Microsoft is a huge player in the cyber security space, although many people don’t realise this. The company invests $1 billion annually in cyber security.
The majority of this investment goes into securing Microsoft’s own systems — which makes sense for an organisation whose systems, such as Office 365, Windows on the desktop and the Azure cloud platform. But, because of their popularity, these systems need to be trusted and secure.
Microsoft, like many multinationals, is a big target for hackers. The security of its platform, therefore, needs to be state-of-the-art. And that’s why there is such large levels of investment in it.
However, that is not where all the cyber security investment goes. The second area surrounds particular security products or services that Microsoft offers to its customers.
“We deliver a number of capabilities, such as our Advanced Threat Protection products, around mobile device management, which customers use to secure their own estates,” says Michael Wignall, CTO, Microsoft UK. “In that space, we’ve got Microsoft Security Graft, which takes all of the signals and telemetry we have from billions of data points around the world to give us a good view of the threat landscape. We feed that information into the systems to try and proactively mitigate threats as they come up.”
From a UK perspective, Wignall and his team do a lot of work around making sure the global message of cyber security meets any UK-specific requirements.
For example, the UK’s National Cyber Security Centre has published 14 cloud security principles for cloud providers to evidence how they do things, such as encrypt data at rest and in transit, or provide strong authentication for user access.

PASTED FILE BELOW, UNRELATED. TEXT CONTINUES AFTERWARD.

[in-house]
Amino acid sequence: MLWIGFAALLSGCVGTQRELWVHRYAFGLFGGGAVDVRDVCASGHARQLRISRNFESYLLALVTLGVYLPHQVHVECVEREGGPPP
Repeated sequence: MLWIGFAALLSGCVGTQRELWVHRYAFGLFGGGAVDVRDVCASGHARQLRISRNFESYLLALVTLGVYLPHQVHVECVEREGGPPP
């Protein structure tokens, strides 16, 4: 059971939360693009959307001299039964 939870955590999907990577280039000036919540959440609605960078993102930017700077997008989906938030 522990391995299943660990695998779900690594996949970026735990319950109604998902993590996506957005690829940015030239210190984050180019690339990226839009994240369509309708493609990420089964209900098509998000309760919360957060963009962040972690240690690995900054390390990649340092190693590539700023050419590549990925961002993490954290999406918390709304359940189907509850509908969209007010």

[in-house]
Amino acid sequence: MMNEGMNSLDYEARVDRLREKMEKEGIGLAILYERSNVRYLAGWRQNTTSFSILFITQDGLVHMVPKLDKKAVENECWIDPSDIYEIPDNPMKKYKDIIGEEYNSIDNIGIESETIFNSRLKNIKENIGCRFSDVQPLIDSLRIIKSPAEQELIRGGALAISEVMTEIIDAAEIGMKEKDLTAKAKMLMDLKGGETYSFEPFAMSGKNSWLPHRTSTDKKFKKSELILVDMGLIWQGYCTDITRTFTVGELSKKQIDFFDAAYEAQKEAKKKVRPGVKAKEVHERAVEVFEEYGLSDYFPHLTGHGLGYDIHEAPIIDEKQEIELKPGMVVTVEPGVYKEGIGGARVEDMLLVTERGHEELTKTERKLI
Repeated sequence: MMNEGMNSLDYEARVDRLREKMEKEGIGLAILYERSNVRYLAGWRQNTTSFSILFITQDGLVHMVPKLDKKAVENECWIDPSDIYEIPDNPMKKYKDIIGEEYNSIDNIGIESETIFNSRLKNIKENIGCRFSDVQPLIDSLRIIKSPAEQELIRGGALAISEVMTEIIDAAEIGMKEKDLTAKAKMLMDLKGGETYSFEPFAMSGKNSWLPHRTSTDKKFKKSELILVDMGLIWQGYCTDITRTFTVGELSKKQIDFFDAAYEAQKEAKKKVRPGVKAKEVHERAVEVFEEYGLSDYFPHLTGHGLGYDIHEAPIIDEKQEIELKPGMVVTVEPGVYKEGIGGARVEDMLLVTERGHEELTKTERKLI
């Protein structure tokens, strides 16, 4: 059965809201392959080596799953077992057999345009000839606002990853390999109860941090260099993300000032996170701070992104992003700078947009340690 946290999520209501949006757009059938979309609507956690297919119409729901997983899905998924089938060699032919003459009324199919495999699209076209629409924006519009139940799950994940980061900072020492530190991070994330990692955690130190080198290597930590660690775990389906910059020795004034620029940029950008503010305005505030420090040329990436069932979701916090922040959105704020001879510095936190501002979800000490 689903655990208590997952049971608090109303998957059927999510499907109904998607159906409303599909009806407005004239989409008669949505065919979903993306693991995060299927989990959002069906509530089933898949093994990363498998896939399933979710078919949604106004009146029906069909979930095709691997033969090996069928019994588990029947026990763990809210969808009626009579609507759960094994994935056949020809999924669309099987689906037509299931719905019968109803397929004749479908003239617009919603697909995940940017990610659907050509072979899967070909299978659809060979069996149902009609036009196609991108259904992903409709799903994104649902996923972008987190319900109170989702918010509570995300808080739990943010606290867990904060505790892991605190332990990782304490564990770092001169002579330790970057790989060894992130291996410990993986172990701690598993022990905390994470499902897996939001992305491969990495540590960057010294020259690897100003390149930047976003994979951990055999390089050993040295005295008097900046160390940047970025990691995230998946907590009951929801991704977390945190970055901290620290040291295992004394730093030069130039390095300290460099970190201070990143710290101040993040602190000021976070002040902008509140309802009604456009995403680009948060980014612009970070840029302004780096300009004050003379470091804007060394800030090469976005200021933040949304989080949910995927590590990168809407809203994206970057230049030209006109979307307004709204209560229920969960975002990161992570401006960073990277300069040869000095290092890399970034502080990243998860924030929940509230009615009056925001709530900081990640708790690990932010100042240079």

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Accordingly, Wignall and his team have done a lot of work to make sure the controls they put in place on their platforms meet the UK Government’s security principles. This means “we can run workloads that are ‘official’, or official sensitive on our cloud platforms. We’ve done that for Government.”
“If the UK has a particular requirement, which it often does, and it’s quite forward thinking in this space, then that gets fed back into corporate engineering and then built into the product as a whole. So everyone gets the benefit of it.”
On the front line
The NHS is a heavy user of Microsoft technology, and so the tech company works very closely with the NHS, its global cyber defence operations and the National Cyber Security Centre to try to mitigate threats that happen specifically in the UK to UK customers.
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Wignall does have a National Security Officer in his team, who owns the overall escalation — Stuart Ashton. He orchestrates and liaises and deals with all the interfaces between different parts of the business.
Making sure systems are up-to-date is essential in mitigating the cyber threat. It was one of the main factors that contributed to severity of WannaCry. From Microsoft’s perspective, there is a need for customers to get off Windows XP or even Windows 7, which is end-of-life next year. Those that use Microsoft should move to Windows 10 and the latest versions.
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“Don’t use older versions of core technologies, whether it’s desktop operating systems or collaboration systems,” explains Wignall. The shift to cloud with SAS applications, whether they’re Microsoft or others, also requires regular updates or ‘patches’.
“Just make sure that you’re using the latest capabilities in every area and that they’re patched,” says Wignall. “Some of that is not about brand new features; it’s more about vulnerability. They’re going to be in all software, so just make sure those vulnerabilities are closed out before the attackers can take advantage of them.”